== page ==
Tesla Says Cybertruck Can Do 0-60 MPH in 2.6 Seconds, Quarter-Mile in Under 11

tesla cybertruck
Tesla Says Cybertruck Can Do 0-60 MPH in 2.6 SecsTesla

Four-and-a-bit years after its initial reveal event, Tesla has delivered the first examples of its wild Cybertruck pickup. At a Thursday event at the Austin, Texas "Gigafactory" where the Cybertruck will be built, Tesla handed over the first few examples of the long-awaited truck. At the event, Tesla CEO Elon Musk revealed some specs and made very bold claims about the truck.

The big ones are a claimed 0-60 time of 2.6 seconds and a quarter-mile time of under 11 seconds. To demonstrate, Tesla showed a video of a Cybertruck outdragging a new Porsche 911—presumably a base model—while towing a similar 911.

The claimed tow capacity is 11,000 pounds and payload is 2500 pounds, though Musk said you can load it up with more than that. A tri-motor drivetrain is available, and Tesla says this version of the Cybertruck weighs 6850 pounds. It sits on 35-inch tires, and adaptive air suspension, and at maximum, there's 17 inches of ground clearance. The Cybertruck also has steer by wire, with a fully variable steering ratio.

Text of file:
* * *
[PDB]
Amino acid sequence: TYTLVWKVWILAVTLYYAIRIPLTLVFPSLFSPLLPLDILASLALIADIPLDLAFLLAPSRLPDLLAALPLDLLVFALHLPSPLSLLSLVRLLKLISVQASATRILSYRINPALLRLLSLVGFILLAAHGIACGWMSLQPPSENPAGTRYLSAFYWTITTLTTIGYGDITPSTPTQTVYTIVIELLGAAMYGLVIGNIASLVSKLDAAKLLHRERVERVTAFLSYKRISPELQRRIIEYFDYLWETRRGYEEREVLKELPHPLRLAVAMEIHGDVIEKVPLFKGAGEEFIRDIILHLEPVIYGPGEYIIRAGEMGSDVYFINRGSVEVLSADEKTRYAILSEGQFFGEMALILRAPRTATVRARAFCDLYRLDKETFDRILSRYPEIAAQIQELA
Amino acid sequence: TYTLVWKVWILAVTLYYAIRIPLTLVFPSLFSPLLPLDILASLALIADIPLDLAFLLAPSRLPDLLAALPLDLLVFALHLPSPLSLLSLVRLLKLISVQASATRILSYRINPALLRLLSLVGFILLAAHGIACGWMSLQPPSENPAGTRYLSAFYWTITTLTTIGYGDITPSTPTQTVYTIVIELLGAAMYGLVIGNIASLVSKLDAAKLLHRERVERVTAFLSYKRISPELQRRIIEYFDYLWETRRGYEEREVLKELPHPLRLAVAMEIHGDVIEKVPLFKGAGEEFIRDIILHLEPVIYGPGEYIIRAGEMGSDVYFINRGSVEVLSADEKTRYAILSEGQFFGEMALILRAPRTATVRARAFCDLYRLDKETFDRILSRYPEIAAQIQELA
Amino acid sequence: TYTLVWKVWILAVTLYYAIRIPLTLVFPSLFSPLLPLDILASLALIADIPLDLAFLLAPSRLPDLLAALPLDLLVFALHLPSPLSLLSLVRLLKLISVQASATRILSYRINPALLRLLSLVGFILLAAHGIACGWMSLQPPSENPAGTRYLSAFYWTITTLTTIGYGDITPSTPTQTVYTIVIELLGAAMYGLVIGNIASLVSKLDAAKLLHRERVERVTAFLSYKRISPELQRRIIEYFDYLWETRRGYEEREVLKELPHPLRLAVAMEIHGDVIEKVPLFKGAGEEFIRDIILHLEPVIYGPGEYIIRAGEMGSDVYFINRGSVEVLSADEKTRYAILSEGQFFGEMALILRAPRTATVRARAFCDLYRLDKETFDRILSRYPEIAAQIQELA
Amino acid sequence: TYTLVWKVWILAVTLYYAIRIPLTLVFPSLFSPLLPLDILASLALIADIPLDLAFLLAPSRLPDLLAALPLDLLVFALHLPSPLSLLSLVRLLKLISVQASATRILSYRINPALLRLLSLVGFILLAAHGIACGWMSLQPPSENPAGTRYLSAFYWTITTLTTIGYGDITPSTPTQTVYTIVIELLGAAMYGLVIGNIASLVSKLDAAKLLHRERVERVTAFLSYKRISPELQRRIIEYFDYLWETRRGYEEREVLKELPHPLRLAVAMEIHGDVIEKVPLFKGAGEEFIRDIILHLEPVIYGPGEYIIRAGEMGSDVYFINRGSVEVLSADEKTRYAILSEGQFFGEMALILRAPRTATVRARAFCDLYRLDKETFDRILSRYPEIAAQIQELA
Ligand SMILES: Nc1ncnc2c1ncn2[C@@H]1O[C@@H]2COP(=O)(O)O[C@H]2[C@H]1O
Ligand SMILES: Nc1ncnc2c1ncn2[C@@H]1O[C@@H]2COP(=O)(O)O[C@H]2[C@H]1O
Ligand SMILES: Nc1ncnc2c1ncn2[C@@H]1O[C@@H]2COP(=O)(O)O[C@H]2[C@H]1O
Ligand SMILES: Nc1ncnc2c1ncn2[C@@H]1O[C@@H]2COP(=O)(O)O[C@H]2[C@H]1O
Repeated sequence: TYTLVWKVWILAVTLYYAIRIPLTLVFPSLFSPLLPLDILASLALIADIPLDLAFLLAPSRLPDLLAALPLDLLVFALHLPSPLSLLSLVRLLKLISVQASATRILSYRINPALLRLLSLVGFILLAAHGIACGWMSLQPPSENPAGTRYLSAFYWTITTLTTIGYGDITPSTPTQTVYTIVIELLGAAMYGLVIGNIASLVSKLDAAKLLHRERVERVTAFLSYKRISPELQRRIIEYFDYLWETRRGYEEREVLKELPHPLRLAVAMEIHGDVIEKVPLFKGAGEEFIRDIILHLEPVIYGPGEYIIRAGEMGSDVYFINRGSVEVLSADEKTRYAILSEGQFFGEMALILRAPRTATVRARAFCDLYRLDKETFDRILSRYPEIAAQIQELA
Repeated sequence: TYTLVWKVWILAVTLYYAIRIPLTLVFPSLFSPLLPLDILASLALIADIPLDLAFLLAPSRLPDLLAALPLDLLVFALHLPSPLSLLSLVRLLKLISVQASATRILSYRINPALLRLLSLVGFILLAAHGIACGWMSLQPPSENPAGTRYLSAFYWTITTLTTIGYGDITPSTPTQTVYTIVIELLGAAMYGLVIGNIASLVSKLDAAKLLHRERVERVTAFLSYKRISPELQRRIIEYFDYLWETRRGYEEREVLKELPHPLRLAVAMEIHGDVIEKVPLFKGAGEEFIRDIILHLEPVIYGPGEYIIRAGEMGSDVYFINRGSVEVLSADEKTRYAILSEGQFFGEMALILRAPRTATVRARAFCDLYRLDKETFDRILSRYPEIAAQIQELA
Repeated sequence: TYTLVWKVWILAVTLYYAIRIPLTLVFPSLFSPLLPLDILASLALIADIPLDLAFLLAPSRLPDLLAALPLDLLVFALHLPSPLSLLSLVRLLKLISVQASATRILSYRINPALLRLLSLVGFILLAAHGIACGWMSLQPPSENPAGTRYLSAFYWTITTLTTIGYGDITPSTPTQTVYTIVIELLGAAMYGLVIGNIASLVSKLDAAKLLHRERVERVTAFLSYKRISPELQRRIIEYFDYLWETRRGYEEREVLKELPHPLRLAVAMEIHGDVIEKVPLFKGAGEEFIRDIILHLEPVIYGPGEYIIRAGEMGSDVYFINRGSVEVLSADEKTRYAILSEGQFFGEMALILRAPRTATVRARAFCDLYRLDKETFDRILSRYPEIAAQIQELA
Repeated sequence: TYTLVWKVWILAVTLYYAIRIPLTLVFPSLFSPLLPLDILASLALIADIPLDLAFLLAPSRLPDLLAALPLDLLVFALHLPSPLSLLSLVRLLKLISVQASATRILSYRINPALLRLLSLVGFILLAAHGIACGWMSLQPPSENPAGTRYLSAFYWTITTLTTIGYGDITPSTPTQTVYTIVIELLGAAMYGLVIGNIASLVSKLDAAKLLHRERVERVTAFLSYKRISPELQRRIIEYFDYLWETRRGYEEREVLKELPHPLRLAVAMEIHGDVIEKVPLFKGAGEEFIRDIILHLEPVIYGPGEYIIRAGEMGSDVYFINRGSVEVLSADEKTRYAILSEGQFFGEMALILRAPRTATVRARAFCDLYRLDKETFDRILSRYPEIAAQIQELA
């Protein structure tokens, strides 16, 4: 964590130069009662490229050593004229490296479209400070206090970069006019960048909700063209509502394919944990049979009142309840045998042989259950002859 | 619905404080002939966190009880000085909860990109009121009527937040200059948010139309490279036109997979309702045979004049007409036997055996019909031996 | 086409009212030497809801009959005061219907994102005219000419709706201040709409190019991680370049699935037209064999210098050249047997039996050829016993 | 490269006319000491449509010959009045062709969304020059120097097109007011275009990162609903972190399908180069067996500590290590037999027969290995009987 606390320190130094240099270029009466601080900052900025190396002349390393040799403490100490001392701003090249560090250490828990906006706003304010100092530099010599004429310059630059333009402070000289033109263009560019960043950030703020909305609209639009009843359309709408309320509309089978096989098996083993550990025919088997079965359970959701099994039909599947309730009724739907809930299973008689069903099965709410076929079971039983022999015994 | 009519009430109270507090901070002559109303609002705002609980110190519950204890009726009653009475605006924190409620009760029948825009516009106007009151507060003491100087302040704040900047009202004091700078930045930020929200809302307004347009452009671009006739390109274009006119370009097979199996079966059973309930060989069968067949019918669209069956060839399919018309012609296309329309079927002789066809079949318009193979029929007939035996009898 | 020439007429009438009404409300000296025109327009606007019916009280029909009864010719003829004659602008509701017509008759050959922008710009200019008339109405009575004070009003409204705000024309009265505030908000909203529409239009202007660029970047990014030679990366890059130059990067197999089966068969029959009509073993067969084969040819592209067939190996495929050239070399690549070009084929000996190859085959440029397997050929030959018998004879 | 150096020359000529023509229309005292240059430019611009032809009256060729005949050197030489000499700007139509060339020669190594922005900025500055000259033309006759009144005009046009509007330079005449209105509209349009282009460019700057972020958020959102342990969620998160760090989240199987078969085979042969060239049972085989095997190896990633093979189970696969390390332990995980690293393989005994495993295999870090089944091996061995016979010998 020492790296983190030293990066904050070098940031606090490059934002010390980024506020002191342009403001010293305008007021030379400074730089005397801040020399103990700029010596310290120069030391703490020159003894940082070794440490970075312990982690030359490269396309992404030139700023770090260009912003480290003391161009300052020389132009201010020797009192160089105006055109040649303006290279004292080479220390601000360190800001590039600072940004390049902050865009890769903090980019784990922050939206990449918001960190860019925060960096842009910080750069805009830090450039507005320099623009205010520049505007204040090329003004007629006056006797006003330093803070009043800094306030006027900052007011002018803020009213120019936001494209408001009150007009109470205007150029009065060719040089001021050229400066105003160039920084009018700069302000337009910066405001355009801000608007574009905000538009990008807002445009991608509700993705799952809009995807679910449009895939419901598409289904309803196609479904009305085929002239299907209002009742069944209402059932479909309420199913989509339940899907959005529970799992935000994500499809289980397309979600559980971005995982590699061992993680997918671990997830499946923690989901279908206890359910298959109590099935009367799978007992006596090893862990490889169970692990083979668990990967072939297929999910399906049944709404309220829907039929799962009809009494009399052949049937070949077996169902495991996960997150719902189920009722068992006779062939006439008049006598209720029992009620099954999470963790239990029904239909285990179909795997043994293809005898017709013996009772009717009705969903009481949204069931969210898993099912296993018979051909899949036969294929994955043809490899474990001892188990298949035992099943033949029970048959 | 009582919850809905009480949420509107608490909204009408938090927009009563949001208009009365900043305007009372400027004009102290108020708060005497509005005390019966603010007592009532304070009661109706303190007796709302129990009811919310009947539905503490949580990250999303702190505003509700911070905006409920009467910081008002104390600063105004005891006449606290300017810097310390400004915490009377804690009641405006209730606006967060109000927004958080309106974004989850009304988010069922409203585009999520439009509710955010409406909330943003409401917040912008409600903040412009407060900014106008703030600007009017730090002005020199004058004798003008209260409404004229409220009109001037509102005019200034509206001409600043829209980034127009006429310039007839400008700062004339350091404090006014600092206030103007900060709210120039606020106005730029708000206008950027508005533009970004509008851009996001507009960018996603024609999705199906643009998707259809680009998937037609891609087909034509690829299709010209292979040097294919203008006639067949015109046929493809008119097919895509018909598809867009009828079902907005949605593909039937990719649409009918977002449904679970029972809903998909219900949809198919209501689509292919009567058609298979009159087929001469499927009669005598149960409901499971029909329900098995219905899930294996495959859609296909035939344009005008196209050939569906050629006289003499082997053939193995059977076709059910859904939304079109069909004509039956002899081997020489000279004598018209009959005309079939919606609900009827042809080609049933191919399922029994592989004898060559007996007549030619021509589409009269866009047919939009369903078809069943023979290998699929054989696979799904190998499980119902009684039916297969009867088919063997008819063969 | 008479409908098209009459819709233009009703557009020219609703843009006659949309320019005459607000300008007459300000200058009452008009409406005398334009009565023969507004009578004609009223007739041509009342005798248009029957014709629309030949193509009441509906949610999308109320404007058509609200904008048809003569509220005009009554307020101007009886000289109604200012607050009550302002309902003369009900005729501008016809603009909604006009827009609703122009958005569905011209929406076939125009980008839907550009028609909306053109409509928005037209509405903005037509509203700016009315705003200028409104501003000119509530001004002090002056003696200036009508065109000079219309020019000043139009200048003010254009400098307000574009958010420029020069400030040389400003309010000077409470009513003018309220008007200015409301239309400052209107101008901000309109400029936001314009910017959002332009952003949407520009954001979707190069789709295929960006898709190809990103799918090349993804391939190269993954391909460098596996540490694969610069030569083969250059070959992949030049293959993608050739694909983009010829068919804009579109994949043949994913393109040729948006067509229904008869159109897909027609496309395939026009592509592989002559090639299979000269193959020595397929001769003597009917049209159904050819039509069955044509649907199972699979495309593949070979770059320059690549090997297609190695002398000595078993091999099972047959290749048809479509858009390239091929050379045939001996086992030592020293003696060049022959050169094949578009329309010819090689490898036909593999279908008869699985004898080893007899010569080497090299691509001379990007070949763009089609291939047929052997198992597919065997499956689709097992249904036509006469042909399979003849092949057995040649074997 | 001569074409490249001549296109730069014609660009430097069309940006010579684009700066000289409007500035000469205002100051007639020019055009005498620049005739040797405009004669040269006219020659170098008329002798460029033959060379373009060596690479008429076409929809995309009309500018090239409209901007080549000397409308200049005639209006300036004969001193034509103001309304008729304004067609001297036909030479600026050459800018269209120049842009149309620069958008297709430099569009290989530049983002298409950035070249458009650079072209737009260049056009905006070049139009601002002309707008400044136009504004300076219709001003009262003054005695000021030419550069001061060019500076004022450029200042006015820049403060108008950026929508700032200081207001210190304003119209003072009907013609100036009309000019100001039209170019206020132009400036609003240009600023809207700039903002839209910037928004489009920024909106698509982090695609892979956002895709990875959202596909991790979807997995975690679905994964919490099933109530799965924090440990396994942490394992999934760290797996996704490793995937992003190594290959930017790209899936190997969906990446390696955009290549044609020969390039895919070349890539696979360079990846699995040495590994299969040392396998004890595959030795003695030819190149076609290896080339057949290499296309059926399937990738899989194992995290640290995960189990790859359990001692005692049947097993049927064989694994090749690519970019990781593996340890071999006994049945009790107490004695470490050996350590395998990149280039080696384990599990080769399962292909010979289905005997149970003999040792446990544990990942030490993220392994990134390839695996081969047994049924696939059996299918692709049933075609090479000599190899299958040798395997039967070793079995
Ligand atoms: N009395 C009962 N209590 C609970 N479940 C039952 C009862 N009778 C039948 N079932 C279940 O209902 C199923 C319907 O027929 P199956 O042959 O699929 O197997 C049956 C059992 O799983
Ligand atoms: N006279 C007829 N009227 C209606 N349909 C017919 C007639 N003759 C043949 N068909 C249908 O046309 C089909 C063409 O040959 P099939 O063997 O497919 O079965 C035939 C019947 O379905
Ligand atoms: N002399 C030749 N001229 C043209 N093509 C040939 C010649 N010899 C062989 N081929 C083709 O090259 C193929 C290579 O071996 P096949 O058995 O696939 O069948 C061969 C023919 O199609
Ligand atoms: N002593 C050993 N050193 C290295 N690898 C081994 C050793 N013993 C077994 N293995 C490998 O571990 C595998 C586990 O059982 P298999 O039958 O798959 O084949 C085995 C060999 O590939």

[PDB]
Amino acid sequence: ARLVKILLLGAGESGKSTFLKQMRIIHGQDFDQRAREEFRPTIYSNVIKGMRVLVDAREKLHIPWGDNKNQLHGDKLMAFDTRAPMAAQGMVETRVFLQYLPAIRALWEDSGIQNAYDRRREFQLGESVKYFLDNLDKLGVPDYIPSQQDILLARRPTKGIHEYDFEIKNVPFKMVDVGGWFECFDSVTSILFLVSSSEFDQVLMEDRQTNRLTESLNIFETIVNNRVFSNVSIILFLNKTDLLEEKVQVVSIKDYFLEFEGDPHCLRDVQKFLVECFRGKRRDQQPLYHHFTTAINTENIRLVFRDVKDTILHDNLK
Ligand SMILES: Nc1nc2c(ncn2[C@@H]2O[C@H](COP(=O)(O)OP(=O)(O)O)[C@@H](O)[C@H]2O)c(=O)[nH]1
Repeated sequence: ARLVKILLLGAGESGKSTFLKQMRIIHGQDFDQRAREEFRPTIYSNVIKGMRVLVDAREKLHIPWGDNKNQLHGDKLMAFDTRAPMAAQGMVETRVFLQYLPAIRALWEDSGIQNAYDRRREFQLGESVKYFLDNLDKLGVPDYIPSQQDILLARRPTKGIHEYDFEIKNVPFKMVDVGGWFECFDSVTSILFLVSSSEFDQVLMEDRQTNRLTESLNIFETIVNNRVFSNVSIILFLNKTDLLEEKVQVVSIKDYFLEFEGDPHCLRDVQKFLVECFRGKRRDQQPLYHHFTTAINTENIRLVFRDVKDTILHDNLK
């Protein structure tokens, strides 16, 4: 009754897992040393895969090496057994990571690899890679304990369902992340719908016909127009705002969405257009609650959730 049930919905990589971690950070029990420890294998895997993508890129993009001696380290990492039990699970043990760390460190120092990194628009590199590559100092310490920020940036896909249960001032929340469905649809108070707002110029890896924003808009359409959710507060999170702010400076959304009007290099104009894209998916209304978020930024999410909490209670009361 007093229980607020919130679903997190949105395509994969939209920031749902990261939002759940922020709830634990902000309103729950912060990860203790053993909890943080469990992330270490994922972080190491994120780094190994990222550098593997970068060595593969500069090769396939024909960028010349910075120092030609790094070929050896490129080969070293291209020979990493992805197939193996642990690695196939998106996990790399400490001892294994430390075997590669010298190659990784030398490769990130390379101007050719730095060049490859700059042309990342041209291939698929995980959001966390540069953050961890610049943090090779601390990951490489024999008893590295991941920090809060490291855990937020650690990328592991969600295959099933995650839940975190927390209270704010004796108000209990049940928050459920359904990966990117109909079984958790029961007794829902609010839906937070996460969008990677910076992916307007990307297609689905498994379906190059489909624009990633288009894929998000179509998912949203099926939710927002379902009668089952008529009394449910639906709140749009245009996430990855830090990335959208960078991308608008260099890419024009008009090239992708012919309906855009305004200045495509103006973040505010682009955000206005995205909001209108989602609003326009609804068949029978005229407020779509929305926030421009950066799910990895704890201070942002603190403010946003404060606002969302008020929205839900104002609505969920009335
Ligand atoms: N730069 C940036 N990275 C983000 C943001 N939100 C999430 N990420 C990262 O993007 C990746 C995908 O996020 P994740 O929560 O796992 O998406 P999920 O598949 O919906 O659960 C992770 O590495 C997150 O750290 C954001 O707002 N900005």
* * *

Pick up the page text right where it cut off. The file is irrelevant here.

Musk said that the steel chassis of the Cybertruck has more torsional rigidity than a McLaren P1, a carbon-chassis hypercar. He also claimed that the glass is "rock-proof" and had Tesla designer Franz Von Holzhausen lob a baseball at the side windows to prove this. Moreover, Musk claimed that the body can withstand getting shot at by.45 and.9mm bullets.

While other automakers have taken somewhat conventional routes with their EV pickups, Tesla forged a different path with the Cybertruck. The body is all stainless steel and its wedge shape evokes Seventies supercars and low-polygon video games.

This delivery event is an important milestone for Tesla, but the pain of the Cybertruck's launch is far from over. Last month, Musk said the company "dug its own grave" with the Cybertruck, warning investors that the truck is complicated to build, and that the production ramp up would be very slow and costly.

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